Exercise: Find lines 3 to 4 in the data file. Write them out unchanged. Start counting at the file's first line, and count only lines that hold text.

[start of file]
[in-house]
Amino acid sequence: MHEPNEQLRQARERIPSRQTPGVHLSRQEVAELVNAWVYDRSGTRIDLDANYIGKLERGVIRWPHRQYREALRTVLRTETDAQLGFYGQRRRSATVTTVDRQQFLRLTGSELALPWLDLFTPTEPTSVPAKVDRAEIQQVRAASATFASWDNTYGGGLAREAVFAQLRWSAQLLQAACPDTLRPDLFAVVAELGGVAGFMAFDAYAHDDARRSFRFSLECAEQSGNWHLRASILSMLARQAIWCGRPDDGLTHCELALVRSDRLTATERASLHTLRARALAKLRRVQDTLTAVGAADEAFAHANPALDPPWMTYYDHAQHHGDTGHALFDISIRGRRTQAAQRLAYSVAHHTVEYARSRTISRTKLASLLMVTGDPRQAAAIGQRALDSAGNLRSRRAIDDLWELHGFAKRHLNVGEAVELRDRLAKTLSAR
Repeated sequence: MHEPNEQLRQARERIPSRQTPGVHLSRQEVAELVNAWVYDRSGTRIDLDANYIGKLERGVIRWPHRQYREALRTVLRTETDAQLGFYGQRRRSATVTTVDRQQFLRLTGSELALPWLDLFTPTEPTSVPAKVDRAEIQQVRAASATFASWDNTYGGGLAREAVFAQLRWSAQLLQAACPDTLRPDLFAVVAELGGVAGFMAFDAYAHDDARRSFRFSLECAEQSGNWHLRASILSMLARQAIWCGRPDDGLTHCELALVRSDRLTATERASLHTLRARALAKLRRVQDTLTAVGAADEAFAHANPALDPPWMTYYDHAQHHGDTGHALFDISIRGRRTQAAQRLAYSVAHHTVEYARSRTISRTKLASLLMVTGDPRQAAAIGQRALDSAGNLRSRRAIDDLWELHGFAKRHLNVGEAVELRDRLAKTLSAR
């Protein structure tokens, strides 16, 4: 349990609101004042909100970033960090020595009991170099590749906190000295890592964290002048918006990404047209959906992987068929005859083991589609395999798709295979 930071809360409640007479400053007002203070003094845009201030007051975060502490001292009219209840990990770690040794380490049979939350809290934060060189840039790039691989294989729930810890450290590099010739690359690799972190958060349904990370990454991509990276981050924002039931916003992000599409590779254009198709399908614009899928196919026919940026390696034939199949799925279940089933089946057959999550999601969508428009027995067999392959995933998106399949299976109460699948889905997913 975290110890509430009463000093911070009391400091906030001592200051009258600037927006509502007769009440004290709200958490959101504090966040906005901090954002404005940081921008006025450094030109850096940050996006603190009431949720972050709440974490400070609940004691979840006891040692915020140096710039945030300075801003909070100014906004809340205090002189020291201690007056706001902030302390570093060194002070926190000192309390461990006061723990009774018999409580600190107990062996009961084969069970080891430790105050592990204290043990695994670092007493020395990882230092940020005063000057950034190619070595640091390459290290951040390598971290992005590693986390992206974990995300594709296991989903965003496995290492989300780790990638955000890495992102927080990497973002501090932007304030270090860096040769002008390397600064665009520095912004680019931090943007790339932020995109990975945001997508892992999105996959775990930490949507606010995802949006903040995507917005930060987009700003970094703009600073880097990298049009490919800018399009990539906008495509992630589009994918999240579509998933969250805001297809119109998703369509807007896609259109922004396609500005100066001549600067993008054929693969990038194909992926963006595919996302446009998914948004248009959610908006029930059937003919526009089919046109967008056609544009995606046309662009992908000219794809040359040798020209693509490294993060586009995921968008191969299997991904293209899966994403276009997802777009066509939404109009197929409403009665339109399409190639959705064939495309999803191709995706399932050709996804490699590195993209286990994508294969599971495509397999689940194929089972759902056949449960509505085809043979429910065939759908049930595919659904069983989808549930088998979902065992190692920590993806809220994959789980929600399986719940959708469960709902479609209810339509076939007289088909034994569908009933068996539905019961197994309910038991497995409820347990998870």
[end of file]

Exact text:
Repeated sequence: MHEPNEQLRQARERIPSRQTPGVHLSRQEVAELVNAWVYDRSGTRIDLDANYIGKLERGVIRWPHRQYREALRTVLRTETDAQLGFYGQRRRSATVTTVDRQQFLRLTGSELALPWLDLFTPTEPTSVPAKVDRAEIQQVRAASATFASWDNTYGGGLAREAVFAQLRWSAQLLQAACPDTLRPDLFAVVAELGGVAGFMAFDAYAHDDARRSFRFSLECAEQSGNWHLRASILSMLARQAIWCGRPDDGLTHCELALVRSDRLTATERASLHTLRARALAKLRRVQDTLTAVGAADEAFAHANPALDPPWMTYYDHAQHHGDTGHALFDISIRGRRTQAAQRLAYSVAHHTVEYARSRTISRTKLASLLMVTGDPRQAAAIGQRALDSAGNLRSRRAIDDLWELHGFAKRHLNVGEAVELRDRLAKTLSAR
């Protein structure tokens, strides 16, 4: 349990609101004042909100970033960090020595009991170099590749906190000295890592964290002048918006990404047209959906992987068929005859083991589609395999798709295979 930071809360409640007479400053007002203070003094845009201030007051975060502490001292009219209840990990770690040794380490049979939350809290934060060189840039790039691989294989729930810890450290590099010739690359690799972190958060349904990370990454991509990276981050924002039931916003992000599409590779254009198709399908614009899928196919026919940026390696034939199949799925279940089933089946057959999550999601969508428009027995067999392959995933998106399949299976109460699948889905997913 975290110890509430009463000093911070009391400091906030001592200051009258600037927006509502007769009440004290709200958490959101504090966040906005901090954002404005940081921008006025450094030109850096940050996006603190009431949720972050709440974490400070609940004691979840006891040692915020140096710039945030300075801003909070100014906004809340205090002189020291201690007056706001902030302390570093060194002070926190000192309390461990006061723990009774018999409580600190107990062996009961084969069970080891430790105050592990204290043990695994670092007493020395990882230092940020005063000057950034190619070595640091390459290290951040390598971290992005590693986390992206974990995300594709296991989903965003496995290492989300780790990638955000890495992102927080990497973002501090932007304030270090860096040769002008390397600064665009520095912004680019931090943007790339932020995109990975945001997508892992999105996959775990930490949507606010995802949006903040995507917005930060987009700003970094703009600073880097990298049009490919800018399009990539906008495509992630589009994918999240579509998933969250805001297809119109998703369509807007896609259109922004396609500005100066001549600067993008054929693969990038194909992926963006595919996302446009998914948004248009959610908006029930059937003919526009089919046109967008056609544009995606046309662009992908000219794809040359040798020209693509490294993060586009995921968008191969299997991904293209899966994403276009997802777009066509939404109009197929409403009665339109399409190639959705064939495309999803191709995706399932050709996804490699590195993209286990994508294969599971495509397999689940194929089972759902056949449960509505085809043979429910065939759908049930595919659904069983989808549930088998979902065992190692920590993806809220994959789980929600399986719940959708469960709902479609209810339509076939007289088909034994569908009933068996539905019961197994309910038991497995409820347990998870």